Week Two – Promoted tweets, accounts and trends
As mentioned in my first post Twitter is a new experience for me but it comes as no surprise that a company can pay to have their products/information promoted to Twitter users. Although I’ve yet to see any promotions (or at least see any in the form that Twitter says it identifies promoted items) it’s understandable why any company would consider paying for the services provided by Twitter as it’s a means to reach a lot of people.
First, learning the difference between a promoted tweet, a promoted account and a promoted trend took a minute for me to understand (as I said before, I’m a little behind the times, but I get there) but once straightened out I formed the opinion that any of these options could be advantageous, it just depends on the company and what it is they need to promote.
Promoting a tweet: This seems to be a great way to get a short term announcement to as many people as possible, not just those who show an active interest in the company. For example, an organization is holding a “best mom in the world” essay competition for Mother’s Day with the winning prize being a trip for two to a fancy spa and tweets the entry information to it’s followers. Sure it’s great to let all of its followers know but what’s even better is getting the information to even more people which is where the promoted tweet would be handy. Someone who looks up “family,” “travel” or “R&R” could be targeted and *poof* there is the tweet that gives the competition information, that someone clicks to go to the website and all of a sudden s/he is learning about the organization.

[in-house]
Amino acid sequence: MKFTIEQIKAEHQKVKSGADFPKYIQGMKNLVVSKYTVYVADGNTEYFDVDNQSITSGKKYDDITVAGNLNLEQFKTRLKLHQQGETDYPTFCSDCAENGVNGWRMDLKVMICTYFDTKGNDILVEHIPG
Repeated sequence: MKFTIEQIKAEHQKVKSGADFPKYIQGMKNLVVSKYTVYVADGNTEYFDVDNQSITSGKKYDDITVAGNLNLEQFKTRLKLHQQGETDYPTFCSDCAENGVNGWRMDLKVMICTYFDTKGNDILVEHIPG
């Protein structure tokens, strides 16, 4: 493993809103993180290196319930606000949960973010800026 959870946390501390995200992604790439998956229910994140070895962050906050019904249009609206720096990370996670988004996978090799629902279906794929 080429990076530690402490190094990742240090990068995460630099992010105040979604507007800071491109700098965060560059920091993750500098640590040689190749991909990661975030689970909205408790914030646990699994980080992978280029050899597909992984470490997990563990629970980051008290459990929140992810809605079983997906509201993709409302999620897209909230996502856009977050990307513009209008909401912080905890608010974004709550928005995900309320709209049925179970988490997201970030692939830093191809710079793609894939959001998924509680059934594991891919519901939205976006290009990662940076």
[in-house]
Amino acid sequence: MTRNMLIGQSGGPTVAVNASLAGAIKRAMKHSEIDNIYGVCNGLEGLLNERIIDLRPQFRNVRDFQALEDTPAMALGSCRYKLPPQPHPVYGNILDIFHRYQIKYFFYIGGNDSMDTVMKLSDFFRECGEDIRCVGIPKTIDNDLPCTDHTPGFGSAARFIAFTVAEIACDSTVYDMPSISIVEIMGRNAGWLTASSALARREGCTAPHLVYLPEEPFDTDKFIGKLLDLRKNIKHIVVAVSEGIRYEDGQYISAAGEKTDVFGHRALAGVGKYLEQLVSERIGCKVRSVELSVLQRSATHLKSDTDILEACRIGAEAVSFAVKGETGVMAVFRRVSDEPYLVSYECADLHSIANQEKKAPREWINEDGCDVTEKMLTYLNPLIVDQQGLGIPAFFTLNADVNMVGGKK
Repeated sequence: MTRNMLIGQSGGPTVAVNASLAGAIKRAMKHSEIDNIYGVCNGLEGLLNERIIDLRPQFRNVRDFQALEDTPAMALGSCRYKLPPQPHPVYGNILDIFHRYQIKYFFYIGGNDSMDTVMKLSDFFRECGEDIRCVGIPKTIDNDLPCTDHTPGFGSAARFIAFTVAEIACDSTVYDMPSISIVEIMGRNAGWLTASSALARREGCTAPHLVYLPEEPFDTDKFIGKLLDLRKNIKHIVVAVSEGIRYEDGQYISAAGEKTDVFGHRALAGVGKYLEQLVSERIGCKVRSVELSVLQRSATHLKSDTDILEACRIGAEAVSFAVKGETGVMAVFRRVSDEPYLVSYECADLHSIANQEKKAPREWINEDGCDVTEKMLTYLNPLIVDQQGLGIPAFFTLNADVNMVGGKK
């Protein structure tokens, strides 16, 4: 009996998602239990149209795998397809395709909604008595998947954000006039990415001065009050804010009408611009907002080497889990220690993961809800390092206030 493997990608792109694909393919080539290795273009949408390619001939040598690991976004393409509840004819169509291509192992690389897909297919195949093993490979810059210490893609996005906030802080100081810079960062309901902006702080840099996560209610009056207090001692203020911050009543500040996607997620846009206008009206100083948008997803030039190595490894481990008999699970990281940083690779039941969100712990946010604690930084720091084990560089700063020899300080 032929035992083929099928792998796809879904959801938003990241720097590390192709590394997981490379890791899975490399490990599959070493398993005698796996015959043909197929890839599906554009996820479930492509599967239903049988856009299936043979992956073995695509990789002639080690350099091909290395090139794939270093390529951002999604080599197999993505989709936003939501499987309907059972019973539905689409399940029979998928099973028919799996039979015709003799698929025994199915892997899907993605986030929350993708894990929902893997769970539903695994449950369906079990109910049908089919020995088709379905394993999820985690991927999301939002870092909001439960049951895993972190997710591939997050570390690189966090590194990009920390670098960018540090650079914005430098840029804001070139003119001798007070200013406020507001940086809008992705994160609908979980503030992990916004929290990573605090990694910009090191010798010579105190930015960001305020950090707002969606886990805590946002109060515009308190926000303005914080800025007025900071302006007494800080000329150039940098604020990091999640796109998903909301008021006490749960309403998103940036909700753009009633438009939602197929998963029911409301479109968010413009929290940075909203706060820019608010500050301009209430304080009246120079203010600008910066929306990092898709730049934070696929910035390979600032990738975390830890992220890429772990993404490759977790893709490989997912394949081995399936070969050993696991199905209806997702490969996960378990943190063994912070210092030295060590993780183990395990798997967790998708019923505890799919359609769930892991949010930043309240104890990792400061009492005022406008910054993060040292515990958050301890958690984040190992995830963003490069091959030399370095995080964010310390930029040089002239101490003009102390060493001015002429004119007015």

Promoting an account: I feel that an organization just starting out could make the best use of this type of promotion. Similar to what Facebook offers, an organization can pay a certain amount to increase the amount of followers they have. If an organization is new it’s a challenge to get noticed so it seems like a worthwhile investment to promote a twitter account which enables conversations with people and getting the word out about the new business.
Promoting a trend: How can an organization not want to promote a conversation about their product? This is a great way to lead into the launch of a new product. Just look up #smashbros and the amount of conversations is incredible! The game doesn’t even come out in North America for another two weeks but the trend has been tweeted about for months! Granted, a fan favourite Nintendo game might be a bit of an extreme example but nonetheless it does show that a trend can last for a long time, even past the product launch date.
But it always comes down to the big question: is the cost worth it? In my opinion the answer for all three promotion opportunities is yes. If an organization has a budget for promotion then this is as good as any place to invest some of that money as long as the organization has a plan. Nowadays people are constantly on the move and Twitter caters to that community on the go. To stay with the community you have to be able to keep up with it and investing in Twitter would help.